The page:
Killing Them Softly

Brad Pitt

James Gandolfini


There are a choice number of films that take violence seriously. We feel the pain of the abused and take no joy in it. A History of Violence was one and to an extent, Saving Private Ryan was another. There are four violent sequences in Killing Them Softly, five if you count the bloodless robberies in the beginning. They aren’t pornographic but they have weight and a dour existential finality about them. They are ugly and gut wrenching. This is what this film gets right. What it gets wrong is to have most of the first hour lacking any star power whatsoever with Brad Pitt’s Jackie Cogan, a hit man with slicked back hair sporting a leather jacket and a badass countenance to rival any wiseguy of film history. His conversations with the great Richard Jenkins’ Driver character reveal much about the nature of human beings and the economy of hits. This isn’t some Tarantino conversation between Tim Roth and his doll, these are practical, strategic meets to determine who lives or who dies and what that will mean for future relations in the mob community and on the street. They are fascinating to listen to. Unfortunately, we only get glimpses of them.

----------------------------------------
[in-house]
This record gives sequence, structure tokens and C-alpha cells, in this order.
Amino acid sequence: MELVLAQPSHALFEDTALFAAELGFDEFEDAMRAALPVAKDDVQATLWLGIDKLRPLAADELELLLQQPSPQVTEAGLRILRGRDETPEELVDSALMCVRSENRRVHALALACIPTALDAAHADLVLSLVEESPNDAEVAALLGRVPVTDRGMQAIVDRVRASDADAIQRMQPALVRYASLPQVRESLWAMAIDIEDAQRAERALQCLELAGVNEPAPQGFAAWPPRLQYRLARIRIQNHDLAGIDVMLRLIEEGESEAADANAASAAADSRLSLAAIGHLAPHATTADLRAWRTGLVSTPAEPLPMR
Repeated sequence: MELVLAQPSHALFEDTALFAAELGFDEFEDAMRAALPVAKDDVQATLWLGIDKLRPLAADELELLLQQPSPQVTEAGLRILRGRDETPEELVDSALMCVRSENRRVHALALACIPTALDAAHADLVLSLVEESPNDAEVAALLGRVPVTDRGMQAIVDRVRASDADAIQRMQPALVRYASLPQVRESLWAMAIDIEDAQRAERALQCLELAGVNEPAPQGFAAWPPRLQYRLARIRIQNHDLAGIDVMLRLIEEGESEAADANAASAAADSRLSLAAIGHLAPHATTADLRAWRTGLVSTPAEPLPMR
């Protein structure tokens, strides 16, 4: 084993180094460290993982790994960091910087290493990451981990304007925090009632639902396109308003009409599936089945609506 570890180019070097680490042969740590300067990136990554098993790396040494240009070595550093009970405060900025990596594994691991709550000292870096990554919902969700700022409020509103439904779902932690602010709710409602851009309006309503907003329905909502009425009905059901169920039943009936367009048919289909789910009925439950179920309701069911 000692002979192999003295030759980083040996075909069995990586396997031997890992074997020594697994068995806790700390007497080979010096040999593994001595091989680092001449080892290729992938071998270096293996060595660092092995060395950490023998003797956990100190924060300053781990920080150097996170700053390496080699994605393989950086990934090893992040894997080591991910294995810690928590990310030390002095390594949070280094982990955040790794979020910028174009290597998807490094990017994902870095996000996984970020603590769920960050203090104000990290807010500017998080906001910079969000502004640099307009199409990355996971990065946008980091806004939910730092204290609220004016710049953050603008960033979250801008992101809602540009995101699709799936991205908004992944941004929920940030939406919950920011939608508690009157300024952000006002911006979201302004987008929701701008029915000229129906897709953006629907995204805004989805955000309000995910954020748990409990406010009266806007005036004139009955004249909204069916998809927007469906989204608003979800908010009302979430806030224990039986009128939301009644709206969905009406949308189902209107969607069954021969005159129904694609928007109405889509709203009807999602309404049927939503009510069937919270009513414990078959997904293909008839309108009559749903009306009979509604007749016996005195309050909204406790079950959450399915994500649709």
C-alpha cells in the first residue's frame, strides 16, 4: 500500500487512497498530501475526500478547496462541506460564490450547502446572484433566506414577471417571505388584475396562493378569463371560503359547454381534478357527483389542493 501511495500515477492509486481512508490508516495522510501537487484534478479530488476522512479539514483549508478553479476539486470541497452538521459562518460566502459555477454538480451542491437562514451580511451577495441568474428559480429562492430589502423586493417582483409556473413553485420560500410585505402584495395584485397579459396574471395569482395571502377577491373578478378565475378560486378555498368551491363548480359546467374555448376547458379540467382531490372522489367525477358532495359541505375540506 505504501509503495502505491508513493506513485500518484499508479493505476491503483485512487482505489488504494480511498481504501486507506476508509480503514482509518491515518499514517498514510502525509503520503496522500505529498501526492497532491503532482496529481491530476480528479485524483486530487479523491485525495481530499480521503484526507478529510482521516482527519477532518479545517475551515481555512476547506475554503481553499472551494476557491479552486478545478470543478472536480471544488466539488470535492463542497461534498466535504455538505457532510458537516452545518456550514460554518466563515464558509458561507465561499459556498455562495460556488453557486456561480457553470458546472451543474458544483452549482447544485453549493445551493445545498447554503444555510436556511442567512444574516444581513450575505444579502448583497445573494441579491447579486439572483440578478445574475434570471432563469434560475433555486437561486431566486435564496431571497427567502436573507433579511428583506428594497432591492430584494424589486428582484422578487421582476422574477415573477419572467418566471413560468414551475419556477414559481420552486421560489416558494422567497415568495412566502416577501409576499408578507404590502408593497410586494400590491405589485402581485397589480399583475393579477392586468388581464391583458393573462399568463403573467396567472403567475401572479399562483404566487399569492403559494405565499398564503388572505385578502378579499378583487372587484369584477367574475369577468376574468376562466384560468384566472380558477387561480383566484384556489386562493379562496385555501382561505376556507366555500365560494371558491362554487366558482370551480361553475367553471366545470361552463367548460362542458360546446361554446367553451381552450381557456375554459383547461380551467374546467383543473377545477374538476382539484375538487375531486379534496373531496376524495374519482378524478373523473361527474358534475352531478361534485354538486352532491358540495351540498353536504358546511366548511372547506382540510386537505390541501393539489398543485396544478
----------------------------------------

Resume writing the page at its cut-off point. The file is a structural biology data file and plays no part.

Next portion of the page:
The main part of the first half of the film is the robbery of Marky’s (Ray Liotta) illegal gambling circle by the two of the most reprehensible characters ever to be scripted. One is Frankie (Scoot McNairy) who has what sounds like a Boston accent which is high-pitched, whiny, and given to cracking all the time. The other is Russel (Ben Mendelssohn), an Aussie with a terrible habit for drug use and bestiality with goats and probably dogs (He’s “heard” that they bite). Their conversations are so nasty that I had to turn the TV off. There’s only so much sick I can stomach in one sitting. While they wait in the shadow of their impending fate, they have painfully long drug use sequences with slow motion smoke billowing out of their bloodshot faces.

Along the way, James Gandolfini arrives with rose-colored glasses drinking up a storm. He gives a commanding performance and as always, is a joy to hear and watch despite the despicable things his characters tend to do. It’s a minor role but, as with all Gandolfini’s performances, it leaves an impression.

The rest of the film is a series of the aforementioned violent sequences which left me not wanting to ever see a violent film again. It’s like when you see births happening in silly comedies and then see the actual thing in person or in health class and every part of your body screams “This is real! This is really happening!” For this movie, the violence is as real as it gets. It’s only a pity the earlier scenes weren’t so low on star power or at least star presence to match this quality.


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